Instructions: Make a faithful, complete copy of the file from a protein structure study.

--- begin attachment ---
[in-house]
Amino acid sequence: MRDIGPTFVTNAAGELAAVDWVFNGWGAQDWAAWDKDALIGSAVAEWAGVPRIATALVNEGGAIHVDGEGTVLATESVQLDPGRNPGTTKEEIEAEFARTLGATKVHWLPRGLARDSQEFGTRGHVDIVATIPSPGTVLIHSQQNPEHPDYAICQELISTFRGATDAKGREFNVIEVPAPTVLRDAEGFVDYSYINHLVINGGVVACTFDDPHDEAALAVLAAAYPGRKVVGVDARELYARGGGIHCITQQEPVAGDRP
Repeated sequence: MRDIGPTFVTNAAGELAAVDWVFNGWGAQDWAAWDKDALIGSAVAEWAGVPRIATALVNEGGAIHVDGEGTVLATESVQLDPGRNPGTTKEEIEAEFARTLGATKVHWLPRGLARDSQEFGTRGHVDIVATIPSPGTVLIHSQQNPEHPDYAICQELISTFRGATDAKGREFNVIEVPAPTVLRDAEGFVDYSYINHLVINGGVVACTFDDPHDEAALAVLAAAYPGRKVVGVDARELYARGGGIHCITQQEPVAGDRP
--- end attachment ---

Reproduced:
[in-house]
Amino acid sequence: MRDIGPTFVTNAAGELAAVDWVFNGWGAQDWAAWDKDALIGSAVAEWAGVPRIATALVNEGGAIHVDGEGTVLATESVQLDPGRNPGTTKEEIEAEFARTLGATKVHWLPRGLARDSQEFGTRGHVDIVATIPSPGTVLIHSQQNPEHPDYAICQELISTFRGATDAKGREFNVIEVPAPTVLRDAEGFVDYSYINHLVINGGVVACTFDDPHDEAALAVLAAAYPGRKVVGVDARELYARGGGIHCITQQEPVAGDRP
Repeated sequence: MRDIGPTFVTNAAGELAAVDWVFNGWGAQDWAAWDKDALIGSAVAEWAGVPRIATALVNEGGAIHVDGEGTVLATESVQLDPGRNPGTTKEEIEAEFARTLGATKVHWLPRGLARDSQEFGTRGHVDIVATIPSPGTVLIHSQQNPEHPDYAICQELISTFRGATDAKGREFNVIEVPAPTVLRDAEGFVDYSYINHLVINGGVVACTFDDPHDEAALAVLAAAYPGRKVVGVDARELYARGGGIHCITQQEPVAGDRP